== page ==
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Governor opposes moving Guantanamo Bay detainees to SC

By ANDREW SHAIN | The State (Columbia, S.C.) | Published: August 21, 2015

COLUMBIA, S.C. (Tribune News Service) — Gov. Nikki Haley said Thursday she will fight any plans to move Guantanamo Bay detainees to a Naval brig outside Charleston.

The U.S. Defense Department has said it is reviewing the brig in Hanahan and a military prison at Fort Leavenworth in Kansas as possible relocation sites. Other civilian sites also reportedly are under consideration for detainees, which include suspected terrorists.

Haley joined the state’s two Republican U.S. senators and a Republican congressman in opposing moving the detainees to a site just outside one of South Carolina’s biggest cities. Charleston is a top national tourist destination with a metropolitan-area population approaching 700,000.

“We are absolutely drawing a line that we are not going to allow any terrorists to come into South Carolina,” Haley, a Lexington Republican, told reporters Thursday. “We’re not going to allow that kind of threat. We’re not going to allow that kind of character to come in.”

President Barack Obama, a Democrat, has pledged to close the Guantanamo Bay detention camp since his 2008 election. His administration hopes to shut down the prison, opened in 2002 in the months after the 9/11 terrorist attacks, before Obama leaves office next year.

But Obama has faced congressional opposition to bringing the detainees into the United States. Some lawmakers, including Haley and U.S. Rep. Mark Sanford, a Charleston Republican whose district includes the brig, have said the president’s push to close the detention camp violates a federal law meant to keep the detainees out of the country.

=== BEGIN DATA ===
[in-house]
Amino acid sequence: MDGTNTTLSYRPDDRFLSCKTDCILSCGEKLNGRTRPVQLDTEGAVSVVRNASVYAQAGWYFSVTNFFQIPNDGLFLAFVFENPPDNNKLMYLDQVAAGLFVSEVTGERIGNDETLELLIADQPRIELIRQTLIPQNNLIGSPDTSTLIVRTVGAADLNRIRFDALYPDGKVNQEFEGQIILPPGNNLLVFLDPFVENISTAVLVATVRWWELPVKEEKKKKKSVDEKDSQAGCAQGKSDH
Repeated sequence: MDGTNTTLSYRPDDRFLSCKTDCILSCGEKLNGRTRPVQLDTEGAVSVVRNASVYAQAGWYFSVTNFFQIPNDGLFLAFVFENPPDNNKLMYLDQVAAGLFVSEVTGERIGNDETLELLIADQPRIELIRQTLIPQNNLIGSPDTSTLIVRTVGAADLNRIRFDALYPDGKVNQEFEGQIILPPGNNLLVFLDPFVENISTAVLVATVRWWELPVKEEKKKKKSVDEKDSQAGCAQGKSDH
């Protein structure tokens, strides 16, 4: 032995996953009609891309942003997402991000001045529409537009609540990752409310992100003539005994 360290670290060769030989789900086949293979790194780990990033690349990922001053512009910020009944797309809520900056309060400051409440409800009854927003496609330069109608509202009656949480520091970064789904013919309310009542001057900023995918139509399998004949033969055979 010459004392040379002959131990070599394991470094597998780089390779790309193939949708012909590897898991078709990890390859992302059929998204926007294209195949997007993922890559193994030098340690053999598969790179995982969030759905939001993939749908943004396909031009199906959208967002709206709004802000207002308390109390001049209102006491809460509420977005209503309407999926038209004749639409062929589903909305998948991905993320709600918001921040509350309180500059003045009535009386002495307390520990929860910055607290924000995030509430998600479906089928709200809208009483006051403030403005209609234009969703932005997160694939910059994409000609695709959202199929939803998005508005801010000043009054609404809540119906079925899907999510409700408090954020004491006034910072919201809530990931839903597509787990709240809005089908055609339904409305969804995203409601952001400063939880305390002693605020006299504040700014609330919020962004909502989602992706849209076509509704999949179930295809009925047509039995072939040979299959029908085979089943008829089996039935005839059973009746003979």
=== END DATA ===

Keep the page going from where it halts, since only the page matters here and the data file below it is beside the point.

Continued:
“This is not what’s in the best interest of this country,” said Haley.

This is a slap in the face to the people of South Carolina who have sacrificed so much for this country to turn around and say you’re going to put these terrorists in our backyard. Gov. Nikki Haley

Haley said she learned about the review of the Naval brig last week and spoke with U.S. Sen. Tim Scott, R-North Charleston, about keeping the detainees out of South Carolina. She said Pentagon officials will come to Hanahan before the end of the month.

An exact date for that review visit is not set, said Cmdr. Gary Ross, a Defense Department spokesman. Ross also declined to discuss the specific criteria the Pentagon will use to make a decision on a new detention site.

Obama could issue an executive order to move the detainees. But Scott said he would fight bringing detainees to anywhere in the nation — even if it means withholding federal money.

“If you jeopardize American security, all bets are off the table,” Scott said Thursday.

We have to use anything within our arsenal to stop this from happening. U.S. Sen. Tim Scott

U.S. Sen. Lindsey Graham, a Seneca Republican who is running for the GOP nomination for president, said if detainees must be moved, they should go to a maximum-security location in a remote area.

“Charleston does not meet that criteria," he said in a statement.

Kansas lawmakers also issued statements opposing the relocation of Guantanamo Bay detainees to Fort Leavenworth.

Haley said she would reach out to Kansas Gov. Sam Brownback, a fellow Republican.

“This is not about me wanting (detainees) to go to Kansas,” she said. “I don’t think they should even go there.”

©2015 The State (Columbia, S.C.)
Visit The State (Columbia, S.C.) at www.thestate.com
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In this Nov. 19, 2013, file photo reviewed by the U.S. military, a U.S. flag flies above buildings used for military tribunals for suspected terrorist prisoners at Guantanamo Bay Naval Base, Cuba.
CHARLES DHARAPAK/AP

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